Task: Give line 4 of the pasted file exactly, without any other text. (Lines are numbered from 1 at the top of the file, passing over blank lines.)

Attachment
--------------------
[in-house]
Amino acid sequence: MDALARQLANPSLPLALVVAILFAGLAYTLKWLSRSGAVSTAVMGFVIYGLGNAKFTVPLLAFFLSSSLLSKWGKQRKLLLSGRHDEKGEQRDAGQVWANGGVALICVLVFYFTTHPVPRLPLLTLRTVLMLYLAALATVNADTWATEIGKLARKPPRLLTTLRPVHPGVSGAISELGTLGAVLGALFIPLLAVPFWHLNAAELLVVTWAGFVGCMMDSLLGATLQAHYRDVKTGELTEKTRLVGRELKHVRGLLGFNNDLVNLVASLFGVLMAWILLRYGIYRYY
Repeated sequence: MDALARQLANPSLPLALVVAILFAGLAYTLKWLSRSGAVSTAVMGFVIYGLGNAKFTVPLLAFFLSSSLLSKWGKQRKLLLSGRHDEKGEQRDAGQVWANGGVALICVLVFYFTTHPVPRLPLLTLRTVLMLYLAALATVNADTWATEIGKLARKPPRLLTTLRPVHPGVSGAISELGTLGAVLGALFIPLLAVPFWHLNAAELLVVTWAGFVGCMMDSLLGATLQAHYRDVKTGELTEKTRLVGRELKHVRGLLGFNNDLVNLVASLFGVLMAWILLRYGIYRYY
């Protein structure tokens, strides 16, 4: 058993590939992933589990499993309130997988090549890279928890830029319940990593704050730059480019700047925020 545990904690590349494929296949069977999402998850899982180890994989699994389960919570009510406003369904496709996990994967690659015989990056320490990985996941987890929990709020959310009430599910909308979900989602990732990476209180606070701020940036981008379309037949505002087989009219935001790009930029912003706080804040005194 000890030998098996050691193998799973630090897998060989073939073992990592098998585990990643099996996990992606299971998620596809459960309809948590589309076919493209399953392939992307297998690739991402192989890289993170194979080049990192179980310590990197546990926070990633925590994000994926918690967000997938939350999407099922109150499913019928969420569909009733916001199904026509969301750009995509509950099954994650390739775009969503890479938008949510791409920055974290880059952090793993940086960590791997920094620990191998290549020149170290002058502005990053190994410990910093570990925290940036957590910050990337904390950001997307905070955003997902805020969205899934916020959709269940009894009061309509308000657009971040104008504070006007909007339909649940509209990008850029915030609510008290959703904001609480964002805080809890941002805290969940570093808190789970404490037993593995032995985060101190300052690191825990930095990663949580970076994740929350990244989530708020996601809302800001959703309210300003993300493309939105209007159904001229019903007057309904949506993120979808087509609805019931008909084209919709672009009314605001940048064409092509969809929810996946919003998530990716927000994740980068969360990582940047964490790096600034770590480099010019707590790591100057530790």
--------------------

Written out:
């Protein structure tokens, strides 16, 4: 058993590939992933589990499993309130997988090549890279928890830029319940990593704050730059480019700047925020 545990904690590349494929296949069977999402998850899982180890994989699994389960919570009510406003369904496709996990994967690659015989990056320490990985996941987890929990709020959310009430599910909308979900989602990732990476209180606070701020940036981008379309037949505002087989009219935001790009930029912003706080804040005194 000890030998098996050691193998799973630090897998060989073939073992990592098998585990990643099996996990992606299971998620596809459960309809948590589309076919493209399953392939992307297998690739991402192989890289993170194979080049990192179980310590990197546990926070990633925590994000994926918690967000997938939350999407099922109150499913019928969420569909009733916001199904026509969301750009995509509950099954994650390739775009969503890479938008949510791409920055974290880059952090793993940086960590791997920094620990191998290549020149170290002058502005990053190994410990910093570990925290940036957590910050990337904390950001997307905070955003997902805020969205899934916020959709269940009894009061309509308000657009971040104008504070006007909007339909649940509209990008850029915030609510008290959703904001609480964002805080809890941002805290969940570093808190789970404490037993593995032995985060101190300052690191825990930095990663949580970076994740929350990244989530708020996601809302800001959703309210300003993300493309939105209007159904001229019903007057309904949506993120979808087509609805019931008909084209919709672009009314605001940048064409092509969809929810996946919003998530990716927000994740980068969360990582940047964490790096600034770590480099010019707590790591100057530790």